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Battle of Marathon

In September of 490 B.C., King Darius of Persia sent an army to take over Athens. The force led by generals Datis and Artaphernes landed their ships on beaches near the plain of Marathon. Here they unexpectedly encountered 9000 Athenian troops. Even more unexpected, this smaller Athenian army launched a full frontal assault on the much larger Persian force. The Athenians were able to drive the Persians into a full retreat, and they captured seven Persian ships before they were able to depart. The Persians lost 6,400 men, while the Athenians only suffered 192 deaths. The Athenians were buried on the Marathon Plain, in a mound which is still visible today. An Athenian named Pheidippides ran all the way back to Athens (22.75 miles) to tell of the great victory. Pheidippides died as he gave his message of the victory. The running race known as a marathon was named in his memory.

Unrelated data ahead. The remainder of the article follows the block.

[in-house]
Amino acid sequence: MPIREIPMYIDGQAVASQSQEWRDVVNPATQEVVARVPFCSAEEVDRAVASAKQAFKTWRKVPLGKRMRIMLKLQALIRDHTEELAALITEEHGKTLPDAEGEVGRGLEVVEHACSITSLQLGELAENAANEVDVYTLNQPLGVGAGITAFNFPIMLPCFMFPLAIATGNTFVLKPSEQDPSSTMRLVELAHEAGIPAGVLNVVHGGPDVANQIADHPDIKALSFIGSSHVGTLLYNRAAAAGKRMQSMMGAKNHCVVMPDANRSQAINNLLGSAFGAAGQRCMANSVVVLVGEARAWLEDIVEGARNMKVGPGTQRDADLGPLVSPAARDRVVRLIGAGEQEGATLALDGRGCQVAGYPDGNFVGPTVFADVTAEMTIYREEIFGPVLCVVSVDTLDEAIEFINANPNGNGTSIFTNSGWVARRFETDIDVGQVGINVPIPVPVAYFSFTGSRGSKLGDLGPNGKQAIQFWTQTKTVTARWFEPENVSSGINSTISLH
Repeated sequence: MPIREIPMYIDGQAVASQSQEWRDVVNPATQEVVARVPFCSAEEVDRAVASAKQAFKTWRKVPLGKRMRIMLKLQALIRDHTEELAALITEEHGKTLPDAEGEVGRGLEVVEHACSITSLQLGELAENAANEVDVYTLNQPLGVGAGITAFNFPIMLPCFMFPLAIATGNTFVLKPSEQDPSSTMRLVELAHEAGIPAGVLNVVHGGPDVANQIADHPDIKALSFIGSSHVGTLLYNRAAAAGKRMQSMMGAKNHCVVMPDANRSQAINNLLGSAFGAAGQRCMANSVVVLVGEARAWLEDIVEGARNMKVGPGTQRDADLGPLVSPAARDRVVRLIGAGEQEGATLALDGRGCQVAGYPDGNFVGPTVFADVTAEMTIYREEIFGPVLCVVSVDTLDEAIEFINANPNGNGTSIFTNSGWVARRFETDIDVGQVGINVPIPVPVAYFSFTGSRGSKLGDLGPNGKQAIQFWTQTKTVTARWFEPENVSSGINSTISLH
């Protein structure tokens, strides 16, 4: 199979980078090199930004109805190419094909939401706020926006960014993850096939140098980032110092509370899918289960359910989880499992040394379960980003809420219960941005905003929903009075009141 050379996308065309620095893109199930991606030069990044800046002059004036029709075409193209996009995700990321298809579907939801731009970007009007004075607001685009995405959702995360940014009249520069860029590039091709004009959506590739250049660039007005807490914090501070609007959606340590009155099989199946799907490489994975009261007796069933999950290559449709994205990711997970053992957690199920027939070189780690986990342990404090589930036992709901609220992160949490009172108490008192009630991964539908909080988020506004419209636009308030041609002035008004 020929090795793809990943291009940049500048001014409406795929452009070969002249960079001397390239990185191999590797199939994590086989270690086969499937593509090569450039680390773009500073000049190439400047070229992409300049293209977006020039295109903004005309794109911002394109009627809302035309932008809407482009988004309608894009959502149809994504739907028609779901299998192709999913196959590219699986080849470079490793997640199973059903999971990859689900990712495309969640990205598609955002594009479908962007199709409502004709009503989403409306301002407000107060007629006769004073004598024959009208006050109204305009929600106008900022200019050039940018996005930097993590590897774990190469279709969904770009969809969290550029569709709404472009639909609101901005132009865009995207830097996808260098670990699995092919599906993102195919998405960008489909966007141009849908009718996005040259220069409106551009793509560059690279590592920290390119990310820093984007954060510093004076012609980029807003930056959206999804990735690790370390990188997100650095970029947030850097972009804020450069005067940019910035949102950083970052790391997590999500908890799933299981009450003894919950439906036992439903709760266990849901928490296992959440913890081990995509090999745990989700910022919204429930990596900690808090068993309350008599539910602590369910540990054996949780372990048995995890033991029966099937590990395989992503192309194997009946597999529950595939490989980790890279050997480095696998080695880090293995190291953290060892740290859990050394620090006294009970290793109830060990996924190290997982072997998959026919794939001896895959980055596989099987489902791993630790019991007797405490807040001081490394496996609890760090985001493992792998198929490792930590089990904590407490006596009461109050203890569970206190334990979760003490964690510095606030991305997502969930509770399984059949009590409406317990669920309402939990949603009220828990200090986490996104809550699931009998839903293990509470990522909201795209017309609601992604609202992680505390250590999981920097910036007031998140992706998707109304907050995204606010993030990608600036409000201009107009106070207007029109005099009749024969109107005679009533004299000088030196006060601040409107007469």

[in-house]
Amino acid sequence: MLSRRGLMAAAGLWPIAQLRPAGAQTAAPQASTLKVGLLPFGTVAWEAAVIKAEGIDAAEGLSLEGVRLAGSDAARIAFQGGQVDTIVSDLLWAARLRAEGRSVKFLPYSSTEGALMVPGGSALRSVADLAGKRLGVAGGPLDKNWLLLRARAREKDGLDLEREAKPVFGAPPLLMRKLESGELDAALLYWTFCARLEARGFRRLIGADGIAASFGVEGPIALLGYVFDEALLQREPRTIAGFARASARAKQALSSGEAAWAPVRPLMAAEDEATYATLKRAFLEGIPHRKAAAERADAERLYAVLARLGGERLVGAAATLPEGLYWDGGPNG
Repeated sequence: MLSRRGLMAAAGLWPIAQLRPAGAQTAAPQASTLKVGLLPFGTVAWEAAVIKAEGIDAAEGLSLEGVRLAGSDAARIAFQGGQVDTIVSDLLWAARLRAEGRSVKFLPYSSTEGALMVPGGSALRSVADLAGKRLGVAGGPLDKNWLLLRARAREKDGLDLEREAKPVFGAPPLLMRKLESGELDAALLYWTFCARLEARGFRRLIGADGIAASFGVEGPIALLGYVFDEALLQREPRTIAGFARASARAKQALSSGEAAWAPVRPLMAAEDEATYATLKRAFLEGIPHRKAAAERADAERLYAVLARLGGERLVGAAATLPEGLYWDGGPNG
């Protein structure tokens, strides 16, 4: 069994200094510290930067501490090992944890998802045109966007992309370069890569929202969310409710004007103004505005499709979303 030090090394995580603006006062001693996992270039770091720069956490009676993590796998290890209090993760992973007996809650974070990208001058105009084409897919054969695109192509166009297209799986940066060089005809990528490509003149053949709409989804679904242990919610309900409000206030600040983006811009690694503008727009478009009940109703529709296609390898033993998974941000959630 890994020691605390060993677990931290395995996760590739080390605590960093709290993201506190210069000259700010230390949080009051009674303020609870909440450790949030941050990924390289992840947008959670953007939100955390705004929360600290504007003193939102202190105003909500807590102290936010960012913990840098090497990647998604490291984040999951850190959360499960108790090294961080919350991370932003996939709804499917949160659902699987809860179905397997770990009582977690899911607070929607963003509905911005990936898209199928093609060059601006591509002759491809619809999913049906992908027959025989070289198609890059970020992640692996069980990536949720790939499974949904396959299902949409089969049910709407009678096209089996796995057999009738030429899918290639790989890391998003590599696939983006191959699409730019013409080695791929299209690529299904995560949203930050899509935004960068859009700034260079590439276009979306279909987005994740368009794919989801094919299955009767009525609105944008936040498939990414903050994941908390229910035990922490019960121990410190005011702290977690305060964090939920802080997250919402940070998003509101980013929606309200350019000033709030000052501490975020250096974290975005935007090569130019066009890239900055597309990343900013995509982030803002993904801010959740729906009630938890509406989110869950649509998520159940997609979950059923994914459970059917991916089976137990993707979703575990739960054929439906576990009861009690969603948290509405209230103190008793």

Warfare in Ancient Greece

Armies     Navy     Siege Warfare   Battles in Ancient Greece

Battle of Marathon      Battle of Salamis       Battle of Thermopylae

Peloponnesian War